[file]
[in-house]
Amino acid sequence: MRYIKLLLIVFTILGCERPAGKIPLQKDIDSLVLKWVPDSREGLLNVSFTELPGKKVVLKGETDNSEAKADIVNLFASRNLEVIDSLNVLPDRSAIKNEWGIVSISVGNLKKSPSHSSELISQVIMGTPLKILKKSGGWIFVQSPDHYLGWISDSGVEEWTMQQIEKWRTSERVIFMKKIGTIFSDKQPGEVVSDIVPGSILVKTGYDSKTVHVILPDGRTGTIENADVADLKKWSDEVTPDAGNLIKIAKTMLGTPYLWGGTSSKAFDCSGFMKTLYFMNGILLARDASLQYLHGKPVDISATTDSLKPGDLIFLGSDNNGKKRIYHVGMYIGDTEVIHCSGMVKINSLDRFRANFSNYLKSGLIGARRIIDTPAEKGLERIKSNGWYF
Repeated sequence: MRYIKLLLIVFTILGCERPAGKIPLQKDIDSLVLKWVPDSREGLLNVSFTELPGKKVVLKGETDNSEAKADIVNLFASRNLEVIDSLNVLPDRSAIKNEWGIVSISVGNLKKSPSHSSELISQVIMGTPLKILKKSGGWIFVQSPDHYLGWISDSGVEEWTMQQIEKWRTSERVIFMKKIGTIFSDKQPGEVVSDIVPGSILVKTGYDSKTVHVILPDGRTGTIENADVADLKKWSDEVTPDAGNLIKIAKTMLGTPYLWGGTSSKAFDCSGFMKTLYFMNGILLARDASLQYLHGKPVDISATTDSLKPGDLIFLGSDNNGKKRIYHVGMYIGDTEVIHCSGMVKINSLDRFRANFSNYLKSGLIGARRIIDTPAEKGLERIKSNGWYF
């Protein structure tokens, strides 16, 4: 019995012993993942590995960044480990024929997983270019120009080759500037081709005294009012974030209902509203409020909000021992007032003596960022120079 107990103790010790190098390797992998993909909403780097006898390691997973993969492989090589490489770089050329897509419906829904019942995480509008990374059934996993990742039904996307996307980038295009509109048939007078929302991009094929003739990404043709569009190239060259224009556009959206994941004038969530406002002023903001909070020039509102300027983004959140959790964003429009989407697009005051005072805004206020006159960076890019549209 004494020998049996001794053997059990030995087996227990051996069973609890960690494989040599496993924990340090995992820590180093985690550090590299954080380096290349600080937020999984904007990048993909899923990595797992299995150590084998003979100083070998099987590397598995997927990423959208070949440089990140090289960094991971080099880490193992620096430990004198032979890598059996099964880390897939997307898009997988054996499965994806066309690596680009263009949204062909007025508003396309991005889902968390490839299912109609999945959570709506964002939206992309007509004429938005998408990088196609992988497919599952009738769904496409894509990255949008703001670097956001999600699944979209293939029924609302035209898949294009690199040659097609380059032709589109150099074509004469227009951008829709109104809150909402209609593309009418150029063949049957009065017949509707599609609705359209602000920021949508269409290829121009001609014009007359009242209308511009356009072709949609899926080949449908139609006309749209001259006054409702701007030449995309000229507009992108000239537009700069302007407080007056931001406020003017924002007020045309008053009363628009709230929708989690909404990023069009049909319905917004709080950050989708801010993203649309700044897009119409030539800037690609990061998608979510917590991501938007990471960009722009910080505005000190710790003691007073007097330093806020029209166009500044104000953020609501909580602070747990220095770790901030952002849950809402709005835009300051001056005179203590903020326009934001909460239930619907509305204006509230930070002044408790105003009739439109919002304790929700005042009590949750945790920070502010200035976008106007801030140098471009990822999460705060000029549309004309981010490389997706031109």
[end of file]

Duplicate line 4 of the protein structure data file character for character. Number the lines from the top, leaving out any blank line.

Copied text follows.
């Protein structure tokens, strides 16, 4: 019995012993993942590995960044480990024929997983270019120009080759500037081709005294009012974030209902509203409020909000021992007032003596960022120079 107990103790010790190098390797992998993909909403780097006898390691997973993969492989090589490489770089050329897509419906829904019942995480509008990374059934996993990742039904996307996307980038295009509109048939007078929302991009094929003739990404043709569009190239060259224009556009959206994941004038969530406002002023903001909070020039509102300027983004959140959790964003429009989407697009005051005072805004206020006159960076890019549209 004494020998049996001794053997059990030995087996227990051996069973609890960690494989040599496993924990340090995992820590180093985690550090590299954080380096290349600080937020999984904007990048993909899923990595797992299995150590084998003979100083070998099987590397598995997927990423959208070949440089990140090289960094991971080099880490193992620096430990004198032979890598059996099964880390897939997307898009997988054996499965994806066309690596680009263009949204062909007025508003396309991005889902968390490839299912109609999945959570709506964002939206992309007509004429938005998408990088196609992988497919599952009738769904496409894509990255949008703001670097956001999600699944979209293939029924609302035209898949294009690199040659097609380059032709589109150099074509004469227009951008829709109104809150909402209609593309009418150029063949049957009065017949509707599609609705359209602000920021949508269409290829121009001609014009007359009242209308511009356009072709949609899926080949449908139609006309749209001259006054409702701007030449995309000229507009992108000239537009700069302007407080007056931001406020003017924002007020045309008053009363628009709230929708989690909404990023069009049909319905917004709080950050989708801010993203649309700044897009119409030539800037690609990061998608979510917590991501938007990471960009722009910080505005000190710790003691007073007097330093806020029209166009500044104000953020609501909580602070747990220095770790901030952002849950809402709005835009300051001056005179203590903020326009934001909460239930619907509305204006509230930070002044408790105003009739439109919002304790929700005042009590949750945790920070502010200035976008106007801030140098471009990822999460705060000029549309004309981010490389997706031109």